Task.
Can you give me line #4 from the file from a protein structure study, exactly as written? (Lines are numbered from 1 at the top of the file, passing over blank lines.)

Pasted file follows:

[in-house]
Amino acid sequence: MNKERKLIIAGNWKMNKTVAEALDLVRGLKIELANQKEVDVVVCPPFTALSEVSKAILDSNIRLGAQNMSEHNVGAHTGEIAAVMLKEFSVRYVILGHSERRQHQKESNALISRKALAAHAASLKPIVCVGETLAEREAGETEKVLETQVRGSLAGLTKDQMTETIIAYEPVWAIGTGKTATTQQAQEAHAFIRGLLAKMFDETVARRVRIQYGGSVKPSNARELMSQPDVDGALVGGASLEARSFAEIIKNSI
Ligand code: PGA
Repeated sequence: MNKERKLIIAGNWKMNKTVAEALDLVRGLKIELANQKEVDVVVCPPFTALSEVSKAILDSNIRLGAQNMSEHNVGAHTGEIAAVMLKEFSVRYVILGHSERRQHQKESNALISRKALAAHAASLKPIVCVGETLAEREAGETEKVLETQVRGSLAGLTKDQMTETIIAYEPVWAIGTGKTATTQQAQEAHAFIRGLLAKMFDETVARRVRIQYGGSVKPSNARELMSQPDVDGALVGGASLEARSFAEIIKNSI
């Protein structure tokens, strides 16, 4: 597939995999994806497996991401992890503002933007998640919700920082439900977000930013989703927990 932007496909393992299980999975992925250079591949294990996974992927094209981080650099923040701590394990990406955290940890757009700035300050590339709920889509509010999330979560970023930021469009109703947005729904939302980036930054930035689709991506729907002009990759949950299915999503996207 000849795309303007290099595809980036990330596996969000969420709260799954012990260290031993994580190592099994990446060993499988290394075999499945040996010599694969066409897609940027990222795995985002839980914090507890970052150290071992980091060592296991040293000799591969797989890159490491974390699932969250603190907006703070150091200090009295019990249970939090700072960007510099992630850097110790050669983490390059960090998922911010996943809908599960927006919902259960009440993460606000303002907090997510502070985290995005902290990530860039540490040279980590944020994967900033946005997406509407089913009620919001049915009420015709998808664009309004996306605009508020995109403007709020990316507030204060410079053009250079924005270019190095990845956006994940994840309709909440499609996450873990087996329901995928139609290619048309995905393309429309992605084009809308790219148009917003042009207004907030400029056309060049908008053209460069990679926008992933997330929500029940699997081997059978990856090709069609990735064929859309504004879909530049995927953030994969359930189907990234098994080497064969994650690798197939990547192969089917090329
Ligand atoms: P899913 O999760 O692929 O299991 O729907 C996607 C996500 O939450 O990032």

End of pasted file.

Repeated sequence: MNKERKLIIAGNWKMNKTVAEALDLVRGLKIELANQKEVDVVVCPPFTALSEVSKAILDSNIRLGAQNMSEHNVGAHTGEIAAVMLKEFSVRYVILGHSERRQHQKESNALISRKALAAHAASLKPIVCVGETLAEREAGETEKVLETQVRGSLAGLTKDQMTETIIAYEPVWAIGTGKTATTQQAQEAHAFIRGLLAKMFDETVARRVRIQYGGSVKPSNARELMSQPDVDGALVGGASLEARSFAEIIKNSI